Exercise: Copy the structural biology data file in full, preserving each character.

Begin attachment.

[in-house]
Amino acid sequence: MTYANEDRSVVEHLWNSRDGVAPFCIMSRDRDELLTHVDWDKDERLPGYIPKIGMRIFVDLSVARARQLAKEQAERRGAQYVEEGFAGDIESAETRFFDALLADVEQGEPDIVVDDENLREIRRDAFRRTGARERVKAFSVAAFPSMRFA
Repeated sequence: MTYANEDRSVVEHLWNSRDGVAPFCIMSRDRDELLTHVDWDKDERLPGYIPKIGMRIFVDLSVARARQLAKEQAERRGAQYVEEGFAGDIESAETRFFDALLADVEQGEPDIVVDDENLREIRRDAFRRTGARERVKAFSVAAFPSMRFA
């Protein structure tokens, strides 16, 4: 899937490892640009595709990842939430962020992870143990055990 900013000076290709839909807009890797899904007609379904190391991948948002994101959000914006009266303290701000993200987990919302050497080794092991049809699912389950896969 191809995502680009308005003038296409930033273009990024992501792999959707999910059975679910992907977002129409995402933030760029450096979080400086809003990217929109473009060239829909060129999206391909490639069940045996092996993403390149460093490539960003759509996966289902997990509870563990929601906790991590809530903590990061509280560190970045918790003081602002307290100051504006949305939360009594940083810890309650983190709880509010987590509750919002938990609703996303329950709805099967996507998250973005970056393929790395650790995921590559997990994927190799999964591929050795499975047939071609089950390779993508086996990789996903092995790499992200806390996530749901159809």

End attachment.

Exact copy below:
[in-house]
Amino acid sequence: MTYANEDRSVVEHLWNSRDGVAPFCIMSRDRDELLTHVDWDKDERLPGYIPKIGMRIFVDLSVARARQLAKEQAERRGAQYVEEGFAGDIESAETRFFDALLADVEQGEPDIVVDDENLREIRRDAFRRTGARERVKAFSVAAFPSMRFA
Repeated sequence: MTYANEDRSVVEHLWNSRDGVAPFCIMSRDRDELLTHVDWDKDERLPGYIPKIGMRIFVDLSVARARQLAKEQAERRGAQYVEEGFAGDIESAETRFFDALLADVEQGEPDIVVDDENLREIRRDAFRRTGARERVKAFSVAAFPSMRFA
């Protein structure tokens, strides 16, 4: 899937490892640009595709990842939430962020992870143990055990 900013000076290709839909807009890797899904007609379904190391991948948002994101959000914006009266303290701000993200987990919302050497080794092991049809699912389950896969 191809995502680009308005003038296409930033273009990024992501792999959707999910059975679910992907977002129409995402933030760029450096979080400086809003990217929109473009060239829909060129999206391909490639069940045996092996993403390149460093490539960003759509996966289902997990509870563990929601906790991590809530903590990061509280560190970045918790003081602002307290100051504006949305939360009594940083810890309650983190709880509010987590509750919002938990609703996303329950709805099967996507998250973005970056393929790395650790995921590559997990994927190799999964591929050795499975047939071609089950390779993508086996990789996903092995790499992200806390996530749901159809």